First and foremost, Barra totally agrees with the Obama administration’s decision to nix the Old GM brands (Pontiac, Saturn, Hummer, Saab) and nurture the remaining ones. She declared: “We have well-defined brands that don't compete with each other,” which in my point of view says it all about her efforts on what’s to do after the 2009 bailout. To boot, Mary Barra also shared a bit of a tearjerker when she told that she’s missing her son’s hockey game to be at the AutomotiveNews World Congress.

But the statement that impressed and worried me in equal measure is the “I own an ’07 Tahoe [which speaks to its durability], a Camao SS, we’re about purchase a Cadillac SRX.” Sorry for the misspellings, but that’s what how the tweet was written. Furthermore, when asked about if she’s a “car guy or auto exec?”, Barra responded with a definitive “I’m a person who loves cars.”

That speaks many to us car guys and my hat is off to Barra on this occasion. Regarding what’s worrying me about the previously stated, Mary’s 2007 Chevy Tahoe was recalled back in 2010 “to add a fuse to the control circuit harness to address the potential consequences of a printed circuit board (PCB) electrical short.”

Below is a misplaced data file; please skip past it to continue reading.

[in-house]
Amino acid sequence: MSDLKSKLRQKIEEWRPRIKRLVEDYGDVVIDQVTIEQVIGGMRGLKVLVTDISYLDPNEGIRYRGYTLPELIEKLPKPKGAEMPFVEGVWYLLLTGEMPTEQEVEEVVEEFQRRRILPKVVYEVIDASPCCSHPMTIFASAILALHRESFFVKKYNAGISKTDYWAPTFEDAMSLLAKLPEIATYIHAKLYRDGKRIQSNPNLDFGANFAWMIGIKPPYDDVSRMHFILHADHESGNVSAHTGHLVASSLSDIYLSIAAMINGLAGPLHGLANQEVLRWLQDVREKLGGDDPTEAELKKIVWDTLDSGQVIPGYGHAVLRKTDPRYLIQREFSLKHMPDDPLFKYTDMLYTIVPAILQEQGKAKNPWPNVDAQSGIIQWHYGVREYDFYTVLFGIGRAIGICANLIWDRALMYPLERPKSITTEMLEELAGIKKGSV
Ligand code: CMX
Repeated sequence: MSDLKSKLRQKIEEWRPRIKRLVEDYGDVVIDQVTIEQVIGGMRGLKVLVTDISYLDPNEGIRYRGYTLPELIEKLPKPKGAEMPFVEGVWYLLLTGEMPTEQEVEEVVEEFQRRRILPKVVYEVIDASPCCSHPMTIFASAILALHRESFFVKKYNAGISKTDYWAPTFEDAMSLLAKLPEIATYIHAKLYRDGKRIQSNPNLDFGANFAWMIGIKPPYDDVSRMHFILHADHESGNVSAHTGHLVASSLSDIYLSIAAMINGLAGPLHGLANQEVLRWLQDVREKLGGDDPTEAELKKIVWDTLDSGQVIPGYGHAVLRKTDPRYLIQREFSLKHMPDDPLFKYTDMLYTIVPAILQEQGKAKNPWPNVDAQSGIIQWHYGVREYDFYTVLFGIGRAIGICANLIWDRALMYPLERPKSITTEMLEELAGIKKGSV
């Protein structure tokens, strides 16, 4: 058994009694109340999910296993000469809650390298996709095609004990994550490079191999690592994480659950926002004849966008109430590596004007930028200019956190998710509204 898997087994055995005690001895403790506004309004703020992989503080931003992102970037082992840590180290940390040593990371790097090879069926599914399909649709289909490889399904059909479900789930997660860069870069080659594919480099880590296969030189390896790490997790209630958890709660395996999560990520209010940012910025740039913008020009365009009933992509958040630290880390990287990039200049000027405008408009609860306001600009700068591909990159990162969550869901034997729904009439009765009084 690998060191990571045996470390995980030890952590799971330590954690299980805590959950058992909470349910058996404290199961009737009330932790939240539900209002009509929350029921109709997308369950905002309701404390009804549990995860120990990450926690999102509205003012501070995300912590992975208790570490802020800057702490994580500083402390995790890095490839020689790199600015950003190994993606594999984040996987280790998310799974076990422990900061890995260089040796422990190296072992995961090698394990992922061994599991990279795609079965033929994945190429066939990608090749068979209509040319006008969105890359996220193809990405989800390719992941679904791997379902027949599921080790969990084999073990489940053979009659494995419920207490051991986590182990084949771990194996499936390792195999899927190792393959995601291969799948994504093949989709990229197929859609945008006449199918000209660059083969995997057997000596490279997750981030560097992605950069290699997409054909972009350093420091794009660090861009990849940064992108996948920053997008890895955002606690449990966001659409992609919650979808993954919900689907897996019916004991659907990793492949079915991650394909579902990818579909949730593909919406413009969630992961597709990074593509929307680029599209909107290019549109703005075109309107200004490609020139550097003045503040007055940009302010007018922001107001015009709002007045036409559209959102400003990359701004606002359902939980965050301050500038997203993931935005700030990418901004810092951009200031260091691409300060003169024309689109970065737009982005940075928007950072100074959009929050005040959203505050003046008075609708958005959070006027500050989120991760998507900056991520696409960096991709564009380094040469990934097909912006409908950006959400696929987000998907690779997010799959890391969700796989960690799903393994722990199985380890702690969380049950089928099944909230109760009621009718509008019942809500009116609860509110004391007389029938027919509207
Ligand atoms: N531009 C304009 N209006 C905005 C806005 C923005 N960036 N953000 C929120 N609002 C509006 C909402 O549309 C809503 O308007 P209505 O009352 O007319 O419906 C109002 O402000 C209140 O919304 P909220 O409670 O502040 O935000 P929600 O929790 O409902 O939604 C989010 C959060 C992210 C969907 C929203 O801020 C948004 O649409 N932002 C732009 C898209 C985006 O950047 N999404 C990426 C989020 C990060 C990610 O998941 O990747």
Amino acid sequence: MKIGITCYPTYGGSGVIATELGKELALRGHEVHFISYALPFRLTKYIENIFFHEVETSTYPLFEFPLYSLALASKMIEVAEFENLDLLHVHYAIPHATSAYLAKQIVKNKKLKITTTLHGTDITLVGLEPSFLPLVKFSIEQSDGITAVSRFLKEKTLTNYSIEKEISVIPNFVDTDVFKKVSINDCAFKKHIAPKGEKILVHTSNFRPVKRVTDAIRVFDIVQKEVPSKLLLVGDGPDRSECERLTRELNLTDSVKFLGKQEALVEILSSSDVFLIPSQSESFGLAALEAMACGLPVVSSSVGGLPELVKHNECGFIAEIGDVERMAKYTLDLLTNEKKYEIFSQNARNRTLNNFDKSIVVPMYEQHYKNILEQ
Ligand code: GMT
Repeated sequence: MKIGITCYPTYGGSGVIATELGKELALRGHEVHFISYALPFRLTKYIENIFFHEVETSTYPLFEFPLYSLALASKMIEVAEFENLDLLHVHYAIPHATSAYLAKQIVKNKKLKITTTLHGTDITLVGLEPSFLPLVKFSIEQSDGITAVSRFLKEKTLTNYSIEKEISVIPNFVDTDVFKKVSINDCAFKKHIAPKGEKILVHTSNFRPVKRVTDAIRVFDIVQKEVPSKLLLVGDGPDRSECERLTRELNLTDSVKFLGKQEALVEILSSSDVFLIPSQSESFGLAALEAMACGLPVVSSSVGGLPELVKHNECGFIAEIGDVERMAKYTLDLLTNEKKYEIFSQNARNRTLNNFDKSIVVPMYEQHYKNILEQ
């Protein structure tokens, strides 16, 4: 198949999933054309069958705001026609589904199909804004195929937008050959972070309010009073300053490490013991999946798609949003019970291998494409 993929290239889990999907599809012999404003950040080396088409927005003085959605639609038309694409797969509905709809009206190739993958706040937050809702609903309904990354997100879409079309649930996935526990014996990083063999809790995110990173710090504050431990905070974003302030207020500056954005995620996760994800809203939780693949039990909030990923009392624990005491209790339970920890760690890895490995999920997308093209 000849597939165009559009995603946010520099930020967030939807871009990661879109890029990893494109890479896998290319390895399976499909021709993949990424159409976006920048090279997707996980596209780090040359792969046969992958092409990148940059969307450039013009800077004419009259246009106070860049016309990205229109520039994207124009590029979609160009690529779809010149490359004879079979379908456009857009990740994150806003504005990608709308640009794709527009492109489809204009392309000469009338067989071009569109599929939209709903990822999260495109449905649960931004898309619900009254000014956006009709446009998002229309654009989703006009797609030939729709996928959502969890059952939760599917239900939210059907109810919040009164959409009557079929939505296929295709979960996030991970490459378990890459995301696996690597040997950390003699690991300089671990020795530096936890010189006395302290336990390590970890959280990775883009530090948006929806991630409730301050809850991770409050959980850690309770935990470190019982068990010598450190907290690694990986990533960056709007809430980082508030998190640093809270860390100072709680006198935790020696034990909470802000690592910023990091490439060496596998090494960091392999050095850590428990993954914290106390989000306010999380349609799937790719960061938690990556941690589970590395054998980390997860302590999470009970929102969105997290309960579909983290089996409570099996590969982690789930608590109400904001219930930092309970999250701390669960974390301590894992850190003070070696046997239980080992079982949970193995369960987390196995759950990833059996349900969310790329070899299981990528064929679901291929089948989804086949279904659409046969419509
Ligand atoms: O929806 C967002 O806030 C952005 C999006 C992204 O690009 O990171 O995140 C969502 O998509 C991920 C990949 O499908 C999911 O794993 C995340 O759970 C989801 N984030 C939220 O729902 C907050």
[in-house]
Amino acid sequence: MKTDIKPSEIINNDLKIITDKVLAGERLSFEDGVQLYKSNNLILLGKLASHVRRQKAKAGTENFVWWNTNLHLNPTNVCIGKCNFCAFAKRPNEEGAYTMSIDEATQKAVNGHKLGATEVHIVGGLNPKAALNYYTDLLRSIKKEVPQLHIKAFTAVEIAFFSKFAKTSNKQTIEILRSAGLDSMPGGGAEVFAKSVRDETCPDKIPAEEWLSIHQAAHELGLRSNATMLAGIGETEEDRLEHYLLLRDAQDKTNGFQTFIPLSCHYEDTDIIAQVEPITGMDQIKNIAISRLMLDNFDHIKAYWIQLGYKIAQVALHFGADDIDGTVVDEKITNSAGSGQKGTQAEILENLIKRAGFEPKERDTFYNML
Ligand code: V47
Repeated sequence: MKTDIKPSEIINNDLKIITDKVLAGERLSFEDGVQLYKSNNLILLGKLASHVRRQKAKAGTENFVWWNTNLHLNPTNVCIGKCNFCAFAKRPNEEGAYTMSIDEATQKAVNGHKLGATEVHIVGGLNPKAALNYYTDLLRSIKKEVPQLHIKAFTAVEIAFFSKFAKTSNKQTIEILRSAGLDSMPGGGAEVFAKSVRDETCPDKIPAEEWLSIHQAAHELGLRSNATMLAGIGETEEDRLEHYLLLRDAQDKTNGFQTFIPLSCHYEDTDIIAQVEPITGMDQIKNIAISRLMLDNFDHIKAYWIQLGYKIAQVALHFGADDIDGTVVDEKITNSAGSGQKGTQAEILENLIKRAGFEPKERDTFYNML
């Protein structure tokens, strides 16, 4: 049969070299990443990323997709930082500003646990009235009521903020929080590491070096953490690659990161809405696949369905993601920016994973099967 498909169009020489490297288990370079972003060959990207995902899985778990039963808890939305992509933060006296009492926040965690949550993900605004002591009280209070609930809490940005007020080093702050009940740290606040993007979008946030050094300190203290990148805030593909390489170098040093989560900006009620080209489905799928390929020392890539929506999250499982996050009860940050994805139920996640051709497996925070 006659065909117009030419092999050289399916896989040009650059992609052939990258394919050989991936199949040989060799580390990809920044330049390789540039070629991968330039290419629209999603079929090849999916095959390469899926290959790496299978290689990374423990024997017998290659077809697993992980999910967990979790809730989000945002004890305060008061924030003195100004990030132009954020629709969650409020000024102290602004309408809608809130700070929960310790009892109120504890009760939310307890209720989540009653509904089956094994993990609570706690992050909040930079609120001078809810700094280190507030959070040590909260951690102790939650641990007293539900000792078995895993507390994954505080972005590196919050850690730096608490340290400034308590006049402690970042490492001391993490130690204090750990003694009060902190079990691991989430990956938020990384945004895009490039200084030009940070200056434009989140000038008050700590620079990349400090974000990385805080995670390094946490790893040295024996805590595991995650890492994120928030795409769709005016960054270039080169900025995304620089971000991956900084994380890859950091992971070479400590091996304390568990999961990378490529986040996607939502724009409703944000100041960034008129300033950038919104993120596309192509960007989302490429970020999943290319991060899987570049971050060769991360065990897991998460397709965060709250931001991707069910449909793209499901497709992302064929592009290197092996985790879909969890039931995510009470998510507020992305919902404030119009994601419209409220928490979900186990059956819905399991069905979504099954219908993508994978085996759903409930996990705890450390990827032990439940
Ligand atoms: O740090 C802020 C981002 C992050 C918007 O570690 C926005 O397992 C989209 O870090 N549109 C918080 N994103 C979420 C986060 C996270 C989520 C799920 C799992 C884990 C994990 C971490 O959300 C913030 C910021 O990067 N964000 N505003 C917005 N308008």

Moving on to the Chevrolet Camaro SS, that was an unexpected one. I’ve seen various photos of Mary Barra wearing a jacket à la Marlon Brando in The Wild One, but virtually no one had a clue this lady drives a 6.2-liter small-block vee eight-powered muscle car with over 400 horsepower at her right foot’s disposal. That’s pretty badass for a 53-year-old woman. Too bad all of the fifth-gen Camaro production run was recalled in 2014 because the driver's knee can bump the key fob and cause the key to inadvertently move out of the "run" position. At least it’s not a Cobalt...

Last but not least, let's talk about the Cadillac SRX the General Motors chief exec is about to purchase. A recall notice from late 2014 reads that around 300,000 examples of mid-size crossovers are called back because “the jam nut in the rear suspension toe adjuster link may not be torqued to the proper specification. A loose toe adjuster link can cause the vehicle to sway or wander at highway speeds.” A part of the affected population was made up of 2010 to 2015 model year Cadillac SRX vehicles, so go figure:Mary Barra owns (and will probably own) recalled General Motors vehicles.
It’s redundant to ponder whether she’s got faith in the botchiness of modern GM nameplates due to her executive position or if she wants to prove that for better or worse she’s sticking with GM. It's also redundant to believe that with these recent statements, Barra is a better person than she was in 2014, but Mary Barra’s choice of cars also tells a lot about herself and her future actions at General Motors.

Editor’s note: I’m still keeping an eye on you, Mary, and General Motors' future crisis situations.